The Love We Give
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The Love We Give

The Love We Give

“There is always something to do. There are hungry people to feed, naked people to clothe, sick people to comfort and make well. And while I don’t expect you to save the world I do think it’s not asking too much for you to love those with whom you sleep, share the happiness of those whom you call friend, engage those among you who are visionary and remove from your life those who offer you depression, despair and disrespect.” ~ Nikki Giovanni

Negativity is a void that drains the life and light out of people and environments. This black hole of human emotion fuels depression and stokes the embers of doubt, shame, fear, and self-loathing. I have known the pain and anger of feeling unwanted, insufficient, and ugly. I have moved forward from those dark moments, but still know people who suffer under the judgmental gazes of others who claim to love them. I know beautiful people who look at themselves in despair, and I have known people who go to great lengths to strip away every bit of esteem and confidence to keep the people they "love" from leaving, becoming free.

I was a sophomore in college the first time I read "Ego-Tripping". This poem is the other side of the spectrum from that self-deprecating mindset, and I struggled to comprehend what it meant. I simply knew that it was magnificent. Nikki Giovanni's words give me pause in this hurried life where the desires of the mind and body are all but instantly accessible; that includes food, music, sex, drugs, movies, and information. We have it all at our fingertips, and somehow there are people who fail to cling to repugnant antics and grasp the many thrills within this ride of life.

Nikki Giovanni is many things to many people. For me, she has always been an inspiration. Her words are captivating, breathing subtle intent in effortless waves.

"We are Virginia Tech

We do not understand this tragedy. We know we did nothing to deserve it, but neither does a child in Africa dying of AIDS, neither do the invisible children walking the night away to avoid being captured by the rogue army, neither does the baby elephant watching his community being devastated for ivory, neither does the Mexican child looking for fresh water, neither does the Appalachian infant killed in the middle of the night in his crib in the home his father built with his own hands being run over by a boulder because the land was destabilized. No one deserves a tragedy." ~ from "We are Virginia Tech"

No one, indeed. Yet, we are confronted with tragedy every day. While many are inconvenienced by Twitter feeds, news reports, and Facebook shares,

I am an Audible lover, and I just finished "reading" Born a Crime by Trevor Noah. [rebelmouse-proxy-image crop_info="%7B%22image%22%3A%20%22https%3A//" expand=1 original_size="1x1"]

This book adeptly swathes the tragedies of human agendas with humor. Throughout the book, I found myself picturing the thickness of inequality underscored by the confinement of one's skin color. Trevor Noah brings friends, family, and antagonists to life while painting an intricate picture of South Africa in fits of brutality and beauty. More than anything, Trevor goads me to continue my reflection on freedom.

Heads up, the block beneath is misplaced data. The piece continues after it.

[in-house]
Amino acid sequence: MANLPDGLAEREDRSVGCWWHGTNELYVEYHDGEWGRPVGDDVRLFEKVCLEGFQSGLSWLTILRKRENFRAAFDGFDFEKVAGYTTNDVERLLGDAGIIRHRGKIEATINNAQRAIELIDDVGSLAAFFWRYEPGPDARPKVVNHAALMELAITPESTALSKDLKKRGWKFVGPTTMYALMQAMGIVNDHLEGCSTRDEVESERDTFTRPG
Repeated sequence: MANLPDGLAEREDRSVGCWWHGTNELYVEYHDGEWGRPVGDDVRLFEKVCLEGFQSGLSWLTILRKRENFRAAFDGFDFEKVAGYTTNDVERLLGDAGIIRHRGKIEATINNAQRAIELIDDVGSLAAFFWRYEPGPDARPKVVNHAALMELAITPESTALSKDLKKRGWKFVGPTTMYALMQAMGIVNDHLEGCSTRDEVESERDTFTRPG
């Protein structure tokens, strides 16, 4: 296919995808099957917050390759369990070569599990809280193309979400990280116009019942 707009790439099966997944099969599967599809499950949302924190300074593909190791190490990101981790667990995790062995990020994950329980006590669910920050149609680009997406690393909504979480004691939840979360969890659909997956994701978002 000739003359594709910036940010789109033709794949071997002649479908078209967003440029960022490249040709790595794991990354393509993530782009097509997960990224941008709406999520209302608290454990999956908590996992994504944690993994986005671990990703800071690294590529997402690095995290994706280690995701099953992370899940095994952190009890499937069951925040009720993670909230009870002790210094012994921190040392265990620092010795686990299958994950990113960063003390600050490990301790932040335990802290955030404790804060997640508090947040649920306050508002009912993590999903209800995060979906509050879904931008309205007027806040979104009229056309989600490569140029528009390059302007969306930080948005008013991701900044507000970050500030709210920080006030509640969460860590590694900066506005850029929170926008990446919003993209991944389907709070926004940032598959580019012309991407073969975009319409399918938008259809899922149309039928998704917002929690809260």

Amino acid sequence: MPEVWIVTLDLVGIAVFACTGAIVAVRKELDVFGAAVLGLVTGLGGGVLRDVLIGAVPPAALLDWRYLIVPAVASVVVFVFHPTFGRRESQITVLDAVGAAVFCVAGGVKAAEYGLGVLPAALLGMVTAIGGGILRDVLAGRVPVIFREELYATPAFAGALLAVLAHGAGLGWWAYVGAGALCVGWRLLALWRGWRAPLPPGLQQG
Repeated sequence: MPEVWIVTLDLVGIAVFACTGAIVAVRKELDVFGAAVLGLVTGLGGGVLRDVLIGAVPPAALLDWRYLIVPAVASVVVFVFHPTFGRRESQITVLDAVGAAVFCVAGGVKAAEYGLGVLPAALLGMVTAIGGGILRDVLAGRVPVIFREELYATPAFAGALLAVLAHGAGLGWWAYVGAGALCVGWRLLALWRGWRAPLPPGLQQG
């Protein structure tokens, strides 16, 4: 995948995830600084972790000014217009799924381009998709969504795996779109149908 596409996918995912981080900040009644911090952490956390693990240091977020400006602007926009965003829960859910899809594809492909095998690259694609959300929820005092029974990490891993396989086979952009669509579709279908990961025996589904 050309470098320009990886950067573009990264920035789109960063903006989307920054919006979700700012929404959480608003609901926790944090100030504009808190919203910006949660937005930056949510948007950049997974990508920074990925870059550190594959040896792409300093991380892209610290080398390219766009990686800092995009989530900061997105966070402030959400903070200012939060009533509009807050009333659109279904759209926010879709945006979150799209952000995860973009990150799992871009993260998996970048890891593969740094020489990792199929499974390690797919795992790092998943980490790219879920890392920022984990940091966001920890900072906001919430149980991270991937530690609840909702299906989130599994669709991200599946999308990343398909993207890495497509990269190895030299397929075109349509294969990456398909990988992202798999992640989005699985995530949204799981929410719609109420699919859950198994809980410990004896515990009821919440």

[rebelmouse-proxy-image crop_info="%7B%22image%22%3A%20%22https%3A//" expand=1 original_size="1x1"]In the same vein, I am (I think) nearing the end of The Hate U Give by Angie Thomas. Pardon the pun, but this is a good bookend to Noah's tale because it brings that struggle of race and oppression from South African Apartheid to the urban streets of the United States where many argue the very real presence of modern slavery, forced racial separation, and the presence of legal racism. These are books about freedom.

I've been thinking about freedom (or at least my understanding of freedom) more often in light of Trump's attempted infringement on American freedom through policy. These thoughts send me into a tailspin, flashing images of peaceful protesters being pepper sprayed, fire hose & dog attacks during the Civil Rights Movement, crosses burned on front lawns, the shooting of Amadou Diallo, the lynching of Emmett Till, the shooting of Tamir Rice, the arrest and death of Sandra Bland, riots, riots, and more riots.

It takes a while for me to cope with the sights of Walter Scott being shot in the back and the withering sounds of Eric Garner repeating the words, "I can't breathe". There is not one all-encompassing answer to heal wounds that we never let close. There is only progress, and the words that help me understand that inevitably come from artists, singers, rappers, authors, and (of course) poets like Nikki Giovanni. For all the talking that we do, it is difficult to decipher what is being said with all the shouting that precedes violence. Maybe that's why we only have one mouth and two ears; the better to hear you with, my dears. Love.

[rebelmouse-proxy-image crop_info="%7B%22image%22%3A%20%22https%3A//" expand=1 original_size="1x1"]

“I'm glad I understand that while language is a gift, listening is a responsibility." ~ Nikki Giovanni

(Picture: Courtesy of my fantastic wife, Jen.)

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This article has not been reviewed by Odyssey HQ and solely reflects the ideas and opinions of the creator.
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